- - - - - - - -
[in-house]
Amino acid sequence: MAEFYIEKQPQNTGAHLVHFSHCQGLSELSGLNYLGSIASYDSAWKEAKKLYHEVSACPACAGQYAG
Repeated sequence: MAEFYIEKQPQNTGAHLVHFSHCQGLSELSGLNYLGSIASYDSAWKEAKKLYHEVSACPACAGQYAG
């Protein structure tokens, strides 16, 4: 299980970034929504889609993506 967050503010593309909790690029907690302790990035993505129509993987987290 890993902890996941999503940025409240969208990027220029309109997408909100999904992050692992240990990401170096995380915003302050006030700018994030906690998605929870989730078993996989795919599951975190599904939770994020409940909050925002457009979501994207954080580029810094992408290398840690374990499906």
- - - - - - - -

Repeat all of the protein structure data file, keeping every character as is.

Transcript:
[in-house]
Amino acid sequence: MAEFYIEKQPQNTGAHLVHFSHCQGLSELSGLNYLGSIASYDSAWKEAKKLYHEVSACPACAGQYAG
Repeated sequence: MAEFYIEKQPQNTGAHLVHFSHCQGLSELSGLNYLGSIASYDSAWKEAKKLYHEVSACPACAGQYAG
């Protein structure tokens, strides 16, 4: 299980970034929504889609993506 967050503010593309909790690029907690302790990035993505129509993987987290 890993902890996941999503940025409240969208990027220029309109997408909100999904992050692992240990990401170096995380915003302050006030700018994030906690998605929870989730078993996989795919599951975190599904939770994020409940909050925002457009979501994207954080580029810094992408290398840690374990499906």